CHILDREN’S DAY SPECIAL

Google India struck a melodious note on Children's Day with its homepage doodle displaying a collection of Indian musical instruments – sketched by seven-year-old Ms Varsha Gupta. This is the third ‘made in India' doodle and is the winning entry for this year's ‘Doodle4Google' competition.

Musical heritage

The colourful and eye-catching doodle – based on the theme ‘India's gift to the world' – depicts a shehnai, tabla and veena amongst other instruments. A tribute to the country's musical heritage, the doodle was chosen from over 1.5 lakh entries submitted by students from across the country.

Explaining her doodle, the third-grader from Ryan International School, Greater Noida, said, “India has given many musical instruments to the world. Goddess Saraswati plays veena, God Shiva plays damaru. According to our mythological stories, musical instruments used to be played on all the occasions.”

The young doodler walks away with a technology starter package including a laptop, a year's internet connection and a Rs 2 lakh technology grant for her school.

The ‘Doodle4Google' competition was open to all students from 1st-10th standard. The doodles were shortlisted by partner art schools from across the country, after which 6,000 doodles entered the quarter-final round. Faculty from the Sir JJ School of Arts then shortlisted the 600 doodles that made it to the semi-finals. A panel of judges that included Mr Prasoon Joshi (advertising guru), Nandita Das (film actor) and Ms Ganga Kadakia (renowned artist) picked out 45 finalists.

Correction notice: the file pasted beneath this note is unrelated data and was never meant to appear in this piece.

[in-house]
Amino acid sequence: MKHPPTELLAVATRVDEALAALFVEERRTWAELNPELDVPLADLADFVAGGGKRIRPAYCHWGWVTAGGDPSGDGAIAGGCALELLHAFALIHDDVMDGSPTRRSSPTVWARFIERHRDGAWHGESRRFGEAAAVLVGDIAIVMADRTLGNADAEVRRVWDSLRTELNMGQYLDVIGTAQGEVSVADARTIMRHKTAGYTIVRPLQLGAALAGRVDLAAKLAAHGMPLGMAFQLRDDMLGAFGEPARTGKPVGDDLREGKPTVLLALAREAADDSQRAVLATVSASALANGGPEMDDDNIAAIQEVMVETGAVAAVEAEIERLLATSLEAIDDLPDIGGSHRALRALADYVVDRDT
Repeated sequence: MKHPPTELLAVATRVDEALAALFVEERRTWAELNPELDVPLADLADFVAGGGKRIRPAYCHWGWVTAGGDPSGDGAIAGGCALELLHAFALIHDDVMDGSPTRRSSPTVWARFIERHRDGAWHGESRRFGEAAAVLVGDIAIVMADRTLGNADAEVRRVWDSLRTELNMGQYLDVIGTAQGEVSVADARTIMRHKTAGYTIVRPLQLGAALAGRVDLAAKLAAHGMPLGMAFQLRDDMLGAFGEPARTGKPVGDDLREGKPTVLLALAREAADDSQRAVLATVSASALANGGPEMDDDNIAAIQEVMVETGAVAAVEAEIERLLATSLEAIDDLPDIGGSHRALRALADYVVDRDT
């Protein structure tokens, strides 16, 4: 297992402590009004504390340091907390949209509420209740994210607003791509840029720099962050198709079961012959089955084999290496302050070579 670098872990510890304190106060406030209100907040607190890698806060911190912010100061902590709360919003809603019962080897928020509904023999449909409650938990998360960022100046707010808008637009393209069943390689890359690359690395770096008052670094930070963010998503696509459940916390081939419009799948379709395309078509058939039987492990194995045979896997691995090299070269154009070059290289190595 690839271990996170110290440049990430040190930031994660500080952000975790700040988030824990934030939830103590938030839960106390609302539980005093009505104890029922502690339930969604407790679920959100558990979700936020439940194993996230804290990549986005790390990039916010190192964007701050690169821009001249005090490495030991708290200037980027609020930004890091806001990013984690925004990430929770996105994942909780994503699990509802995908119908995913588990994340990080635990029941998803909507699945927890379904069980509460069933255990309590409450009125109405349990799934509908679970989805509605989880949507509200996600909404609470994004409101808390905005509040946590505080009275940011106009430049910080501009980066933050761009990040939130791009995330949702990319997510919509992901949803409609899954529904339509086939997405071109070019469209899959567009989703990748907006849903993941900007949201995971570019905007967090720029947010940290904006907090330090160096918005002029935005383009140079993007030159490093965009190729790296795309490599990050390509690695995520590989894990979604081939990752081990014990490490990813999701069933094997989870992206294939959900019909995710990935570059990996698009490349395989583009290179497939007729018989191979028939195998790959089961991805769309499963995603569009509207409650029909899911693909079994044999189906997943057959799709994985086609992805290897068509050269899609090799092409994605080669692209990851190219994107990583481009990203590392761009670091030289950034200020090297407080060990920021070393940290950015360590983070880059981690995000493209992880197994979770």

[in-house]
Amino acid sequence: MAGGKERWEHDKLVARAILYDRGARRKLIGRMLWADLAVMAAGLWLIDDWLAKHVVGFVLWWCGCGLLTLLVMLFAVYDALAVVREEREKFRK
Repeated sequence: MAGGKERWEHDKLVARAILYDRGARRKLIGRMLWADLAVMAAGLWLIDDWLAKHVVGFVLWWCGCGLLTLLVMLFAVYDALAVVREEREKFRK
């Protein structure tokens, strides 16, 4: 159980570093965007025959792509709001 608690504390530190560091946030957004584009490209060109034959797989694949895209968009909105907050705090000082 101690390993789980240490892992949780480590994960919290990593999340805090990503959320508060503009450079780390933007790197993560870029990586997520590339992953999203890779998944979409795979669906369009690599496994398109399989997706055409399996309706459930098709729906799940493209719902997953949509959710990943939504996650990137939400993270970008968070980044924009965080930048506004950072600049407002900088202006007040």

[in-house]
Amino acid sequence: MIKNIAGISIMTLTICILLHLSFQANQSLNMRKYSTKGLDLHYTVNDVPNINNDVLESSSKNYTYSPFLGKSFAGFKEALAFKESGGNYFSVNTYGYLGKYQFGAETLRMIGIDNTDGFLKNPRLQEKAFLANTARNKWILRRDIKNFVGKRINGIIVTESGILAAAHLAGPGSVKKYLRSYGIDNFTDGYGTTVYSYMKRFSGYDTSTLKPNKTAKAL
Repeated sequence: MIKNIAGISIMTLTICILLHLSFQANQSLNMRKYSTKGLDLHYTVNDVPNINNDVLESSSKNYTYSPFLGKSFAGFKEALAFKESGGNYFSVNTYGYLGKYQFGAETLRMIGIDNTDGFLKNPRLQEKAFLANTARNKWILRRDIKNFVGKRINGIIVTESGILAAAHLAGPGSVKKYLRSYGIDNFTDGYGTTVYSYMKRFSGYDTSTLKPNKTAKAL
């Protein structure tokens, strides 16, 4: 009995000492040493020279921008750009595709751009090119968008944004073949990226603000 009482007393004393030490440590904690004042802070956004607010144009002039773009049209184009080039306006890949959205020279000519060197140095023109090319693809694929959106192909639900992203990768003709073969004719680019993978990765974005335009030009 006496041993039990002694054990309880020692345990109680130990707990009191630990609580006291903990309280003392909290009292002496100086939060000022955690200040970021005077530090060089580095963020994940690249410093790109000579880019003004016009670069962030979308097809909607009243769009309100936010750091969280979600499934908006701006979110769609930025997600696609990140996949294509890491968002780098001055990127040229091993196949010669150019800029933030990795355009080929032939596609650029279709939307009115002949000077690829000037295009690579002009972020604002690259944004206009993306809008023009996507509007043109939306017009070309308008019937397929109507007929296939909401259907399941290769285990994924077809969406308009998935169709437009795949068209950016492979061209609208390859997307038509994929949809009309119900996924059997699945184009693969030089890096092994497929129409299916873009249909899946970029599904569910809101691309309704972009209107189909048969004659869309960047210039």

Besides the national winner, three group winners were also chosen.

Doodles are creative Google logos that appear on some special days, to commemorate scientific and artistic achievements, historic or seasonal events, and other local occasions. Their designs also often tell netizens something new about a day, event or occasion.

Other doodles

Last month, the Google homepage featured six colourful and interactive muppets, a tribute to muppet creator, director and producer, late Jim Henson. In the past, other memorable doodles have been tributes to Charlie Chaplin, Martha Graham and John Lennon. But the biggest hit to date was one that marked 30 years of Pac-Man. Another eye-ball grabber was a playable doodle in honour of legendary electric-guitar inventor Les Paul that allowed users to strum an online guitar, and even record and replay the notes

moumita@thehindu.co.in

(This article was published on November 14, 2011)
XThese are links to The Hindu Business Line suggested by Outbrain, which may or may not be relevant to the other content on this page. You can read Outbrain's privacy and cookie policy here.